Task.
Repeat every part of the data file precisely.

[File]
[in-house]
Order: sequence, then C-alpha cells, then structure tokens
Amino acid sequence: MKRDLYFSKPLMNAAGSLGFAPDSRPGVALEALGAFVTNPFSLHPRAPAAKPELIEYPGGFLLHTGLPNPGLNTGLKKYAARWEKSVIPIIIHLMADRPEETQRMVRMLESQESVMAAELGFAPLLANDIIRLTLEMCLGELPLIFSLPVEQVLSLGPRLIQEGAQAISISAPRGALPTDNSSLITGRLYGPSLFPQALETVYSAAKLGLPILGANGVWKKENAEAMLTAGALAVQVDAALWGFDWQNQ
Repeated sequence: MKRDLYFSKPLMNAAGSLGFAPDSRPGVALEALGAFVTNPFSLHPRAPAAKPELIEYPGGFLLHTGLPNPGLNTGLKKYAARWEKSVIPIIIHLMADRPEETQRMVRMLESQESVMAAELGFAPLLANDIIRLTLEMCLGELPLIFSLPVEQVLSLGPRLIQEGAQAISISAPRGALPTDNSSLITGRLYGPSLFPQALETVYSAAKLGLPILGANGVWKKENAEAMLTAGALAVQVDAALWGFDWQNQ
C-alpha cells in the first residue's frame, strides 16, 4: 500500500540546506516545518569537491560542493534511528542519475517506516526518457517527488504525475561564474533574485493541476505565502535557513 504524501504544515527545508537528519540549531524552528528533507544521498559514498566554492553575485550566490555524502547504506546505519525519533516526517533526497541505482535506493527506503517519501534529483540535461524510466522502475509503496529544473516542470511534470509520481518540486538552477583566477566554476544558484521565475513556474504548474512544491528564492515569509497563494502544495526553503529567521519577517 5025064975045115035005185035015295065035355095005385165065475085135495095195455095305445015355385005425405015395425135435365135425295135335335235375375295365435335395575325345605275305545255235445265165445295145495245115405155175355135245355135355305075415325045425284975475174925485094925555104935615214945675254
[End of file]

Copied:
[in-house]
Order: sequence, then C-alpha cells, then structure tokens
Amino acid sequence: MKRDLYFSKPLMNAAGSLGFAPDSRPGVALEALGAFVTNPFSLHPRAPAAKPELIEYPGGFLLHTGLPNPGLNTGLKKYAARWEKSVIPIIIHLMADRPEETQRMVRMLESQESVMAAELGFAPLLANDIIRLTLEMCLGELPLIFSLPVEQVLSLGPRLIQEGAQAISISAPRGALPTDNSSLITGRLYGPSLFPQALETVYSAAKLGLPILGANGVWKKENAEAMLTAGALAVQVDAALWGFDWQNQ
Repeated sequence: MKRDLYFSKPLMNAAGSLGFAPDSRPGVALEALGAFVTNPFSLHPRAPAAKPELIEYPGGFLLHTGLPNPGLNTGLKKYAARWEKSVIPIIIHLMADRPEETQRMVRMLESQESVMAAELGFAPLLANDIIRLTLEMCLGELPLIFSLPVEQVLSLGPRLIQEGAQAISISAPRGALPTDNSSLITGRLYGPSLFPQALETVYSAAKLGLPILGANGVWKKENAEAMLTAGALAVQVDAALWGFDWQNQ
C-alpha cells in the first residue's frame, strides 16, 4: 500500500540546506516545518569537491560542493534511528542519475517506516526518457517527488504525475561564474533574485493541476505565502535557513 504524501504544515527545508537528519540549531524552528528533507544521498559514498566554492553575485550566490555524502547504506546505519525519533516526517533526497541505482535506493527506503517519501534529483540535461524510466522502475509503496529544473516542470511534470509520481518540486538552477583566477566554476544558484521565475513556474504548474512544491528564492515569509497563494502544495526553503529567521519577517 5025064975045115035005185035015295065035355095005385165065475085135495095195455095305445015355385005425405015395425135435365135425295135335335235375375295365435335395575325345605275305545255235445265165445295145495245115405155175355135245355135355305075415325045425284975475174925485094925555104935615214945675254